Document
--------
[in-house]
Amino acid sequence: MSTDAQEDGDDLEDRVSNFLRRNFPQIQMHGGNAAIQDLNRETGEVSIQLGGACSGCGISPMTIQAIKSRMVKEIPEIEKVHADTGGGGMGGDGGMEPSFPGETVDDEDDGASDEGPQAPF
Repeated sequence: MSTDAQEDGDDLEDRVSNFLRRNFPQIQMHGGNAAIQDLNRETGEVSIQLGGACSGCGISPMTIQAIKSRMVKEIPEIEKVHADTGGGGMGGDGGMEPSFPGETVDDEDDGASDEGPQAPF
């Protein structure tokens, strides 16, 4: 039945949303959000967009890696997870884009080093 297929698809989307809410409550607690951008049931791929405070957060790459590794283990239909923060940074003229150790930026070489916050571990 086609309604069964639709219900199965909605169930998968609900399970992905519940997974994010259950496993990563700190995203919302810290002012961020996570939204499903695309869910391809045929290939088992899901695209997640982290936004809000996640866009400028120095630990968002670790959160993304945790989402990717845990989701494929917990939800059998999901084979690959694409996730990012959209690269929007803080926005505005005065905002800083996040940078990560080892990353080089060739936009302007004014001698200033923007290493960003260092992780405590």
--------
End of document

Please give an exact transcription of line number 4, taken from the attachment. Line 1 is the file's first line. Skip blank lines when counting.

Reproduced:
């Protein structure tokens, strides 16, 4: 039945949303959000967009890696997870884009080093 297929698809989307809410409550607690951008049931791929405070957060790459590794283990239909923060940074003229150790930026070489916050571990 086609309604069964639709219900199965909605169930998968609900399970992905519940997974994010259950496993990563700190995203919302810290002012961020996570939204499903695309869910391809045929290939088992899901695209997640982290936004809000996640866009400028120095630990968002670790959160993304945790989402990717845990989701494929917990939800059998999901084979690959694409996730990012959209690269929007803080926005505005005065905002800083996040940078990560080892990353080089060739936009302007004014001698200033923007290493960003260092992780405590």